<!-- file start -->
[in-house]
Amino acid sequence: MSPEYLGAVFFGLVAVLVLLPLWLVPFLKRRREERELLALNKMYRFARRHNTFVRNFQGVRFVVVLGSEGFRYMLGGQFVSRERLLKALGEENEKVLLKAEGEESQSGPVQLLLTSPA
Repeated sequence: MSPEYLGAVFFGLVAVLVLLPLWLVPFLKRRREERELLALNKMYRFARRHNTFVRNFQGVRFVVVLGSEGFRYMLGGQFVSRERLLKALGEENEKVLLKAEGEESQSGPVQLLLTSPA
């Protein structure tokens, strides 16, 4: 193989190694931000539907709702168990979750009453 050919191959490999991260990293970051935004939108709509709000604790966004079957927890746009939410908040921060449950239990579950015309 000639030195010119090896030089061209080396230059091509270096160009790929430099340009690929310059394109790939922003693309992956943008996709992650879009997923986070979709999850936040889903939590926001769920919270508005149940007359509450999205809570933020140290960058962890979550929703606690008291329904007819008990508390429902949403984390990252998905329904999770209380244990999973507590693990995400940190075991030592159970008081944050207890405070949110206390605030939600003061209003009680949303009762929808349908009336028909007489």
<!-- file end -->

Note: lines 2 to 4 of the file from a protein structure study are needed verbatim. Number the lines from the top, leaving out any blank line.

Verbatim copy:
Amino acid sequence: MSPEYLGAVFFGLVAVLVLLPLWLVPFLKRRREERELLALNKMYRFARRHNTFVRNFQGVRFVVVLGSEGFRYMLGGQFVSRERLLKALGEENEKVLLKAEGEESQSGPVQLLLTSPA
Repeated sequence: MSPEYLGAVFFGLVAVLVLLPLWLVPFLKRRREERELLALNKMYRFARRHNTFVRNFQGVRFVVVLGSEGFRYMLGGQFVSRERLLKALGEENEKVLLKAEGEESQSGPVQLLLTSPA
């Protein structure tokens, strides 16, 4: 193989190694931000539907709702168990979750009453 050919191959490999991260990293970051935004939108709509709000604790966004079957927890746009939410908040921060449950239990579950015309 000639030195010119090896030089061209080396230059091509270096160009790929430099340009690929310059394109790939922003693309992956943008996709992650879009997923986070979709999850936040889903939590926001769920919270508005149940007359509450999205809570933020140290960058962890979550929703606690008291329904007819008990508390429902949403984390990252998905329904999770209380244990999973507590693990995400940190075991030592159970008081944050207890405070949110206390605030939600003061209003009680949303009762929808349908009336028909007489």